Apartment Therapy, an online publisher promoting home design and décor, uses a GIF to show people how much of a difference art can make on their walls. The GIF shows an empty wall and then shows the same wall with art on it.
The visual nature of this GIF makes it easy for the reader to instantly see how art can impact the look of a room.
Like many publishers, Apartment Therapy sends out a lot of newsletters and strategically uses GIFs to show audiences something out of the ordinary.
To encourage customers to act fast, Harry’s, a shaving equipment company, sent this email with an animated clock.
Forget countdowns or flashing signs that say, “Time is Running Out.” Harry’s keeps it subtle. Everything in the image is still, except the clock, which draws your eye right to it and conveys the urgency of ordering now.
Now you’re inspired, right? Before you start planning email marketing campaigns with killer gifs, here are a few things you should know before you utilize these mini-movies in your email marketing strategy:
Once you create the GIF and save it on your computer, you can upload it into an email just as you would an image. It’s as simple as uploading it and adding it to your email template.
GIFs can quickly become large files, which is problematic for emails. Large files mean slow load times, and that’s a good way to frustrate your subscribers.
If you create a GIF, keep the file size below 400 KB and your image size under 480 pixels in width and height.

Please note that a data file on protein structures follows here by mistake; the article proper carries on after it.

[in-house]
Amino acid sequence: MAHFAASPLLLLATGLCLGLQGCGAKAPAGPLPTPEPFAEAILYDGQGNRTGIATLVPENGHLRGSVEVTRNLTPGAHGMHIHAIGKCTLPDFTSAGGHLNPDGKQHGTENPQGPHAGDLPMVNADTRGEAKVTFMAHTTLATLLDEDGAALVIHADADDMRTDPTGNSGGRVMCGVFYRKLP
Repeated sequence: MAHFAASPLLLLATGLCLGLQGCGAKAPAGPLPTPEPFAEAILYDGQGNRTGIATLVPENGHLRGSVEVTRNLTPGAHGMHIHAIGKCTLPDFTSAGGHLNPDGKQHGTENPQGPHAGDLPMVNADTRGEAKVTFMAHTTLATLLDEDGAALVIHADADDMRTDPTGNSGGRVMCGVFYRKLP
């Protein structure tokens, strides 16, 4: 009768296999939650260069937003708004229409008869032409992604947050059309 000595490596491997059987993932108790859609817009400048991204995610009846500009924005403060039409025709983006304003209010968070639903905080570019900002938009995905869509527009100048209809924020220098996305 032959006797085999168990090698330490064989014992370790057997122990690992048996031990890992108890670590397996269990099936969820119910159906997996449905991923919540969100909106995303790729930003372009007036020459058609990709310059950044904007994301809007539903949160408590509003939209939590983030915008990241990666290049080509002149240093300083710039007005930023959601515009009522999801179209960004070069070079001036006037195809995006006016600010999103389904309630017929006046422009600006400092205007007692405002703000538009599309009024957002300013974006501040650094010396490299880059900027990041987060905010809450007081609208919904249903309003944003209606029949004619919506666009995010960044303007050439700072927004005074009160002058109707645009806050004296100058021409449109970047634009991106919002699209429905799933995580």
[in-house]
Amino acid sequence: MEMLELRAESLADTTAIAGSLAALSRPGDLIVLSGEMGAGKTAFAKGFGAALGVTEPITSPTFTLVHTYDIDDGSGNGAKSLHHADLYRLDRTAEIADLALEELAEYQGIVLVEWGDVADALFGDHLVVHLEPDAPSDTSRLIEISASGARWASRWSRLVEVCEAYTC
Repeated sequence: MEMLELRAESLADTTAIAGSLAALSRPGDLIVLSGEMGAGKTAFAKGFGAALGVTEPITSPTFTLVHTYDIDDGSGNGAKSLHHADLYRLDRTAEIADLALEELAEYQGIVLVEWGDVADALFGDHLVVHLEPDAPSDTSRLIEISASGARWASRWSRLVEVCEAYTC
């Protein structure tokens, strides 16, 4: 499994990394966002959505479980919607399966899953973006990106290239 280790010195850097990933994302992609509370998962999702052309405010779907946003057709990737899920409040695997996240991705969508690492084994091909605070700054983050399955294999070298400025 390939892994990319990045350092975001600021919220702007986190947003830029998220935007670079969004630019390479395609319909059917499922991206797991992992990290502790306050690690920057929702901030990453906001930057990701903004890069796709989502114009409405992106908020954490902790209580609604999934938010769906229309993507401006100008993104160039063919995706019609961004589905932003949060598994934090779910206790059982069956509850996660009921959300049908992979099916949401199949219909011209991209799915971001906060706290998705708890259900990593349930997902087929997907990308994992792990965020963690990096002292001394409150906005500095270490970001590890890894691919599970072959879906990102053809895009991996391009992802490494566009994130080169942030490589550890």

Be sure to send a test email to your phone and see how quickly it loads before sending it to others.
As the examples show, GIFs are versatile. They can make up a small part of your email or they can be the main crux of it. You decide.
To start, you might consider making something small to learn the creation process and get into more complex looks later.
Some email clients don’t support GIFs. Instead of seeing a moving picture, the subscriber will only see the first frame of the GIF. Outlook 2007, 2010 and 2013 will only show the first frame, for example.
Given this information, the first frame of your GIF is crucial. Make sure the first frame can stand alone as a picture.
As with any email, you should send a test email to yourself before it goes mainstream. Aside from evaluating load times, watch the GIF to make sure it plays correctly. See how it fits with the rest of your email too. A GIF should complement your email and its message, not take away from it.
Of course, if you see any errors, fix them before sending.
GIFs are awesome, but like anything else, you can overdo it. Try one GIF and see how your customers respond. If it goes well, try another. Use them sparingly though so customers don’t grow bored of them.
GIFs have become a powerful, attention-grabbing marketing tool for many businesses. But, as with any marketing tactic, there are best practices should you reference before adding a GIF to your next email. Fortunately, the tips and examples of email marketing campaigns with killer gifs give you a great starting point to create and send an email with a GIF inside.
Happy GIF-making everyone.